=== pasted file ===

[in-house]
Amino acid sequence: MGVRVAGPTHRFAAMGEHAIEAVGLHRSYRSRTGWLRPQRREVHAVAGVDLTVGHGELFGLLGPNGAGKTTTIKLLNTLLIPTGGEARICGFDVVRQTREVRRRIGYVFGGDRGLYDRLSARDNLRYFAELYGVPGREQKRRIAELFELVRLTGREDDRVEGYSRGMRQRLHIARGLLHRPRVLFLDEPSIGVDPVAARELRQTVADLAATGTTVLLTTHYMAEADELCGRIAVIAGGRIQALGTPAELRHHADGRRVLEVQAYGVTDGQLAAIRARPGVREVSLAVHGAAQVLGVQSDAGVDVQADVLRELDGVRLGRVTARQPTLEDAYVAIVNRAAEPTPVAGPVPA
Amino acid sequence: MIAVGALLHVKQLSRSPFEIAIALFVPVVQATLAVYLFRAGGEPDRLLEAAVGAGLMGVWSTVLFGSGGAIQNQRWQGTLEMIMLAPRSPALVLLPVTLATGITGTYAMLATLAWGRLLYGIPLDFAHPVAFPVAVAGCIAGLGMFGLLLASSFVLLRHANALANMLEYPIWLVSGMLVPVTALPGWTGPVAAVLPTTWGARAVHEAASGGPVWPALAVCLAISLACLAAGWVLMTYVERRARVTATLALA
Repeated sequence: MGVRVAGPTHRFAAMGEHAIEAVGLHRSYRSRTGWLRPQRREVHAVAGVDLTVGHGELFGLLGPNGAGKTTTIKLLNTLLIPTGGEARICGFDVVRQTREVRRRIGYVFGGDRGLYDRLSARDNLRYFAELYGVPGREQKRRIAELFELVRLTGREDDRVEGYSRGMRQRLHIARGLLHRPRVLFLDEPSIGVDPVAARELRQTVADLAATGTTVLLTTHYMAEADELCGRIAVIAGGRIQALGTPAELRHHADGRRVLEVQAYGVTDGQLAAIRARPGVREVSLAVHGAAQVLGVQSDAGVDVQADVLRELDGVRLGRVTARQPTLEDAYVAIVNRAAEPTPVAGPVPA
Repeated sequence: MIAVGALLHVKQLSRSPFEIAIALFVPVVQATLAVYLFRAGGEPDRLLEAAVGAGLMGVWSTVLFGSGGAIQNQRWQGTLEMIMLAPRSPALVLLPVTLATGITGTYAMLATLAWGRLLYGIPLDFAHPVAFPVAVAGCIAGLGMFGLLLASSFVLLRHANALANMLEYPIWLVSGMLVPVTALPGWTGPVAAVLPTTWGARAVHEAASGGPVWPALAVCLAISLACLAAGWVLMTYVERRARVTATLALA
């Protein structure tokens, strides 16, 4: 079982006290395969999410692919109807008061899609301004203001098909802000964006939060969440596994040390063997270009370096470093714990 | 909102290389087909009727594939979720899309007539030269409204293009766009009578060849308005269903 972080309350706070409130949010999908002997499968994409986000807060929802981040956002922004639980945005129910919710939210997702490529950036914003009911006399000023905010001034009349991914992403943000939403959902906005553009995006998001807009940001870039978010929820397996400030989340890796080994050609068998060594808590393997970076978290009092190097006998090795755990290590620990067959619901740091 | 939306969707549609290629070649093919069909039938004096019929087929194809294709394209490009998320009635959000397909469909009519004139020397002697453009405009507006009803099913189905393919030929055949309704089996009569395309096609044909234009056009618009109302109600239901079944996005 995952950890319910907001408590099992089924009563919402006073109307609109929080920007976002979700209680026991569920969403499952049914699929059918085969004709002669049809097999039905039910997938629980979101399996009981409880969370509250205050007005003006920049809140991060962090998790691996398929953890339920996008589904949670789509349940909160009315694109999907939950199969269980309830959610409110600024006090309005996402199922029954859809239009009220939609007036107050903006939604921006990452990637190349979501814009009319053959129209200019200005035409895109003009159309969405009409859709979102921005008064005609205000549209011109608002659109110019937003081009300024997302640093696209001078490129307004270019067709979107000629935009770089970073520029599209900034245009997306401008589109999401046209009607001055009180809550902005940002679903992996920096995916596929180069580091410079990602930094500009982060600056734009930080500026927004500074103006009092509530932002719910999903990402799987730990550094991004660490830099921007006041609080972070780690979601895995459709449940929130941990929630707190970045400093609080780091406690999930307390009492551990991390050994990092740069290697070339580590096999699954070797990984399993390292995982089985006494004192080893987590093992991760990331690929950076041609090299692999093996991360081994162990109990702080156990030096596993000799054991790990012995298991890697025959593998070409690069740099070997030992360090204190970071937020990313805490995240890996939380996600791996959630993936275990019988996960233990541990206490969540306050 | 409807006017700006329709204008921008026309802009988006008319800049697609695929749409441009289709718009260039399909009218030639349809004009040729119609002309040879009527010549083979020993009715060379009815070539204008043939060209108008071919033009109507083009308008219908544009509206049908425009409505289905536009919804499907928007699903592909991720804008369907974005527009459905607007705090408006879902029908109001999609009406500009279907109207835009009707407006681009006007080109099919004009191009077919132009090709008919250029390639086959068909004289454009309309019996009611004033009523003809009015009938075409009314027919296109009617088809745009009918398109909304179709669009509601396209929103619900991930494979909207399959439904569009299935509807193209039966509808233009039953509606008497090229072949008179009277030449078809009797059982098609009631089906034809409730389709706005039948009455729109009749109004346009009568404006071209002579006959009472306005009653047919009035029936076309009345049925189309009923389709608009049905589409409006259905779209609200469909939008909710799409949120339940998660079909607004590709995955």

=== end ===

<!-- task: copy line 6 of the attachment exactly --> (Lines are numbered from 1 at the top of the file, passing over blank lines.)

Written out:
């Protein structure tokens, strides 16, 4: 079982006290395969999410692919109807008061899609301004203001098909802000964006939060969440596994040390063997270009370096470093714990 | 909102290389087909009727594939979720899309007539030269409204293009766009009578060849308005269903 972080309350706070409130949010999908002997499968994409986000807060929802981040956002922004639980945005129910919710939210997702490529950036914003009911006399000023905010001034009349991914992403943000939403959902906005553009995006998001807009940001870039978010929820397996400030989340890796080994050609068998060594808590393997970076978290009092190097006998090795755990290590620990067959619901740091 | 939306969707549609290629070649093919069909039938004096019929087929194809294709394209490009998320009635959000397909469909009519004139020397002697453009405009507006009803099913189905393919030929055949309704089996009569395309096609044909234009056009618009109302109600239901079944996005 995952950890319910907001408590099992089924009563919402006073109307609109929080920007976002979700209680026991569920969403499952049914699929059918085969004709002669049809097999039905039910997938629980979101399996009981409880969370509250205050007005003006920049809140991060962090998790691996398929953890339920996008589904949670789509349940909160009315694109999907939950199969269980309830959610409110600024006090309005996402199922029954859809239009009220939609007036107050903006939604921006990452990637190349979501814009009319053959129209200019200005035409895109003009159309969405009409859709979102921005008064005609205000549209011109608002659109110019937003081009300024997302640093696209001078490129307004270019067709979107000629935009770089970073520029599209900034245009997306401008589109999401046209009607001055009180809550902005940002679903992996920096995916596929180069580091410079990602930094500009982060600056734009930080500026927004500074103006009092509530932002719910999903990402799987730990550094991004660490830099921007006041609080972070780690979601895995459709449940929130941990929630707190970045400093609080780091406690999930307390009492551990991390050994990092740069290697070339580590096999699954070797990984399993390292995982089985006494004192080893987590093992991760990331690929950076041609090299692999093996991360081994162990109990702080156990030096596993000799054991790990012995298991890697025959593998070409690069740099070997030992360090204190970071937020990313805490995240890996939380996600791996959630993936275990019988996960233990541990206490969540306050 | 409807006017700006329709204008921008026309802009988006008319800049697609695929749409441009289709718009260039399909009218030639349809004009040729119609002309040879009527010549083979020993009715060379009815070539204008043939060209108008071919033009109507083009308008219908544009509206049908425009409505289905536009919804499907928007699903592909991720804008369907974005527009459905607007705090408006879902029908109001999609009406500009279907109207835009009707407006681009006007080109099919004009191009077919132009090709008919250029390639086959068909004289454009309309019996009611004033009523003809009015009938075409009314027919296109009617088809745009009918398109909304179709669009509601396209929103619900991930494979909207399959439904569009299935509807193209039966509808233009039953509606008497090229072949008179009277030449078809009797059982098609009631089906034809409730389709706005039948009455729109009749109004346009009568404006071209002579006959009472306005009653047919009035029936076309009345049925189309009923389709608009049905589409409006259905779209609200469909939008909710799409949120339940998660079909607004590709995955």